1 Chronicles 11:21 should be translated: honoured before the three as two; i.e., doubly honoured-he became to them prince, leader. With regard to בשּׁנים, which, as meaningless, Bertheau would alter so as to make it correspond with הכי (Sam.), cf. Ew. Lehrb. 269, b. For Benaiah and his exploits, 1 Chronicles 11:22-25, see the commentary on 2 Samuel 23:20-23.
No special deeds of the heroes enumerated in vv. 26-47 are related, so that we may regard them as a third class, who are not equal to the first triad, and to the second pair, Abishai and Benaiah, and consequently occupied a subordinate place in the collective body of the royal body-guards. In 2 Samuel 23 thirty-two names are mentioned, which, with the above-mentioned three and two of the first and second classes, amount in all to thirty-seven men, as is expressly remarked in 2 Samuel 23:39 at the conclusion. In the text of the Chronicle no number is mentioned, and the register is increased by sixteen names (1 Chronicles 11:41-47), which have been added in the course of time to the earlier number. The words החילים וגבּורי, 1 Chronicles 11:26, are to be regarded as a superscription: And valiant heroes were, etc.; equivalent to, But besides there, there remain still the following valiant heroes. The words החילים גּבּורי are not synonymous with החילים שׂרי, leaders of the host, 1 Kings 15:20; Jeremiah 40:7, (Berth.), but signify heroes in warlike strength, i.e., heroic warriors, like חילים גּבּורי (1 Chronicles 7:5, 1 Chronicles 7:7,1 Chronicles 7:11, 1 Chronicles 7:40). That חילים has here the article, while it is not found in the passages quoted from the seventh chapter, does not make any difference in the meaning of the words. The article is used, here, as with הגּבּורים, 1 Chronicles 11:10, 1 Chronicles 11:11, because the heroes of David are spoken of, and לדויד אשׁר is to be mentally supplied from 1 Chronicles 11:10. As to the names in vv. 26-41, which are also found in the register in the book of Samuel, see the commentary to 2 Samuel 23:24-39. This list, which is common to both books, begins with Asahel, a brother of Joab, who was slain by Abner in the war which he waged against David (2 Samuel 2:19-23), and concludes in the book of Samuel with Uriah the Hittite, so well known from 2 Samuel 11:3. (1 Chronicles 11:41), with whose wife David committed adultery. But to the continuation of the register which is found in 1 Chronicles 11:41-47 of our text, there is no parallel in the other writings of the Old Testament by which we might form an idea as to the correctness of the names. The individual names are indeed to be met with, for the most part, in other parts of the Old Testament, but denote other men of an earlier or later time. The names ידיעאל, 1 Chronicles 11:45, and אליאל, 1 Chronicles 11:46., are found also in 1 Chronicles 12:20, 1 Chronicles 12:11, among those of the valiant men who before Saul's death went over to David, but we cannot with any certainty ascertain whether the persons meant were the same. The expression שׁלשׁים ועליו (1 Chronicles 11:42) is also obscure, - "and to him in addition," i.e., together with him, thirty, - since the thought that with Adina the chief of the Reubenites, or besides him, there were thirty (men), has no meaning in this register. The lxx and the Vulgate read עליו, while the Syriac, on the contrary, makes use of the periphrasis, "And even he was a ruler over thirty heroes;" and Bertheau accordingly recommends the emendation השּׁלשׁים על, and thence concludes that the tribe of Reuben had thirty leaders in its army-a conjecture as bold as it is improbable. Were השּׁלשׁים על to be read, we could not but refer the words to the thirty heroes of 1 Chronicles 11:11, and hold Adina to be their leader, which could not be easily reconciled with 1 Chronicles 11:11. See on 1 Chronicles 12:4.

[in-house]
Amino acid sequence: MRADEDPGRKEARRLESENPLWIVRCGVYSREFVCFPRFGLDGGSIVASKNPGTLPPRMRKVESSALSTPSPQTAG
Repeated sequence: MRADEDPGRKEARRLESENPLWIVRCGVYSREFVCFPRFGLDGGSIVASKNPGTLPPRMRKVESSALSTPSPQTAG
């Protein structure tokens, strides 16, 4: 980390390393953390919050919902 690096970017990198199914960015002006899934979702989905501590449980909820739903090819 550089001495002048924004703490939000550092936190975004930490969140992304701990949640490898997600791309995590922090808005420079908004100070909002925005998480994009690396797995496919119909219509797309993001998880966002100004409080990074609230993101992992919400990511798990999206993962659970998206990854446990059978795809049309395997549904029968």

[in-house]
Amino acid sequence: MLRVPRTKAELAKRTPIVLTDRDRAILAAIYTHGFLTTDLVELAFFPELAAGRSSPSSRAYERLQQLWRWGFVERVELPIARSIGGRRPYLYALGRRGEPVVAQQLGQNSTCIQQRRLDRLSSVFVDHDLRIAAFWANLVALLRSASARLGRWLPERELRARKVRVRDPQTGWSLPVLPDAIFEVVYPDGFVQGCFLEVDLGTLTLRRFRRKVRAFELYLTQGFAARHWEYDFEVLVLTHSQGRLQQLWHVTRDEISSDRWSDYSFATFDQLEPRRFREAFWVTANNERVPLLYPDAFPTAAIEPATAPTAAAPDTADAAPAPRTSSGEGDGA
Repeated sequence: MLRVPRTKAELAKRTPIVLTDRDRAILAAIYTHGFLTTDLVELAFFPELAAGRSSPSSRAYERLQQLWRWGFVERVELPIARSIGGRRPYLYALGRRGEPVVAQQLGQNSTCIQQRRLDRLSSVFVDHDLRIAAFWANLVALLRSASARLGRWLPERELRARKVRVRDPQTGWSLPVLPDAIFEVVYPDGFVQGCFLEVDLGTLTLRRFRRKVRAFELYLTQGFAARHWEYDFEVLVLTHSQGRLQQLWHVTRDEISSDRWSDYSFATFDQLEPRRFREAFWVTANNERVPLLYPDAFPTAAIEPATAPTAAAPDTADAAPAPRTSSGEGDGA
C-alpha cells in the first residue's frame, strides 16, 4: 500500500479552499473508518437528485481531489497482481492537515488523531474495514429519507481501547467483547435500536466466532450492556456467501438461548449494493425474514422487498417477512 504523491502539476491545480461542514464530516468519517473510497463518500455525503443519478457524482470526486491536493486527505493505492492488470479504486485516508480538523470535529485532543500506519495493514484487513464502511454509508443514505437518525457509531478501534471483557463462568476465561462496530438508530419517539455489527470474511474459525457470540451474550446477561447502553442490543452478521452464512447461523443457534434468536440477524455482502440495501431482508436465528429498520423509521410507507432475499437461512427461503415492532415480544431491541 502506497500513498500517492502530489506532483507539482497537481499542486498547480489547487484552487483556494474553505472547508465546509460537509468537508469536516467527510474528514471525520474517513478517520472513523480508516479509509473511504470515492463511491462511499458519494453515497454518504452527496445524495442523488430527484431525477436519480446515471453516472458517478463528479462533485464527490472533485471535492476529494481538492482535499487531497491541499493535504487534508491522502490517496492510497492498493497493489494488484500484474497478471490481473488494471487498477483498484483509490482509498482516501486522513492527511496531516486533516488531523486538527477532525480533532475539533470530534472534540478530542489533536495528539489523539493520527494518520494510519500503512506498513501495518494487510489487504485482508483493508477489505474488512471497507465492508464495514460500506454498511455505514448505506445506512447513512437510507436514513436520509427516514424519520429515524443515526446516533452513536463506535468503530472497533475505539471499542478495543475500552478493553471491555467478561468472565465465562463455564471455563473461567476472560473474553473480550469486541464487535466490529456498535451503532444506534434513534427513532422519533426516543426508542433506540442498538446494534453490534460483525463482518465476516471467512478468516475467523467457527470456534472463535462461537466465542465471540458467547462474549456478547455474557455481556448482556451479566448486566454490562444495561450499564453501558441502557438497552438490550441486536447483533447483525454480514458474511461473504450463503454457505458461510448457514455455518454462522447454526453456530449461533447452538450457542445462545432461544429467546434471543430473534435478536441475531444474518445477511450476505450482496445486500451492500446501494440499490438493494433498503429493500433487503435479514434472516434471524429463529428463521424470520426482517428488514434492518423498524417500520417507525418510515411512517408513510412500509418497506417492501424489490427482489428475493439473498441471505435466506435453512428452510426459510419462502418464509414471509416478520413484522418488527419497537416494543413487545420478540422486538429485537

Benaiah the son of Jehoiada, the son of a valiant man of Kabzeel, who had done many acts; he slew two lionlike men of Moab: also he went down and slew a lion in a pit in a snowy day.
And he slew an Egyptian, a man of great stature, five cubits high; and in the Egyptian's hand was a spear like a weaver's beam; and he went down to him with a staff, and plucked the spear out of the Egyptian's hand, and slew him with his own spear.
These things did Benaiah the son of Jehoiada, and had the name among the three mighties.
Behold, he was honourable among the thirty, but attained not to the first three: and David set him over his guard.
Also the valiant men of the armies were, Asahel the brother of Joab, Elhanan the son of Dodo of Bethlehem,
Shammoth the Harorite, Helez the Pelonite,
Ira the son of Ikkesh the Tekoite, Abiezer the Antothite,
Sibbecai the Hushathite, Ilai the Ahohite,
Maharai the Netophathite, Heled the son of Baanah the Netophathite,
Ithai the son of Ribai of Gibeah, that pertained to the children of Benjamin, Benaiah the Pirathonite,
Hurai of the brooks of Gaash, Abiel the Arbathite,
Azmaveth the Baharumite, Eliahba the Shaalbonite,
The sons of Hashem the Gizonite, Jonathan the son of Shage the Hararite,
Ahiam the son of Sacar the Hararite, Eliphal the son of Ur,
Hepher the Mecherathite, Ahijah the Pelonite,
Hezro the Carmelite, Naarai the son of Ezbai,
Joel the brother of Nathan, Mibhar the son of Haggeri,
Zelek the Ammonite, Naharai the Berothite, the armourbearer of Joab the son of Zeruiah,
Ira the Ithrite, Gareb the Ithrite,
Uriah the Hittite, Zabad the son of Ahlai,
Adina the son of Shiza the Reubenite, a captain of the Reubenites, and thirty with him,
Hanan the son of Maachah, and Joshaphat the Mithnite,
בּן־מעכה is perhaps the same as המּעכתי, 2 Samuel 23:34.
Uzzia the Ashterathite, Shama and Jehiel the sons of Hothan the Aroerite,
העשׁתּרתי, he of the city Ashtaroth (1 Chronicles 6:56), in the trans-Jordanic domain of Manasseh. הערערי, he of Aroer, or Reuben or Gad (Joshua 13:16, Joshua 13:25).
Jediael the son of Shimri, and Joha his brother, the Tizite,
Eliel the Mahavite, and Jeribai, and Joshaviah, the sons of Elnaam, and Ithmah the Moabite,
Bertheau conjectures that the somewhat strange המּחוים (lxx ὁ Μαωί, Vulg. Mahumites) denotes המּחנימי, he of Mahanaim, in the East-Jordan land; see Joshua 13:26.
Eliel, and Obed, and Jasiel the Mesobaite.
המּצביה, which, so far as the form is concerned, is not a nomen gentil., Reland (Palaest. ill. p. 899) holds for a contraction of צבעויא מגדל, Migdal Zebujah-a place which, according to the rabbins, is said to have been somewhere in the neighbourhood of Hebron. Bertheau's opinion is, that the article has come into the text by mistake; and when it has been struck out, the remaining consonants, מצביה, recall the מצּבה of 2 Samuel 23:36 (?).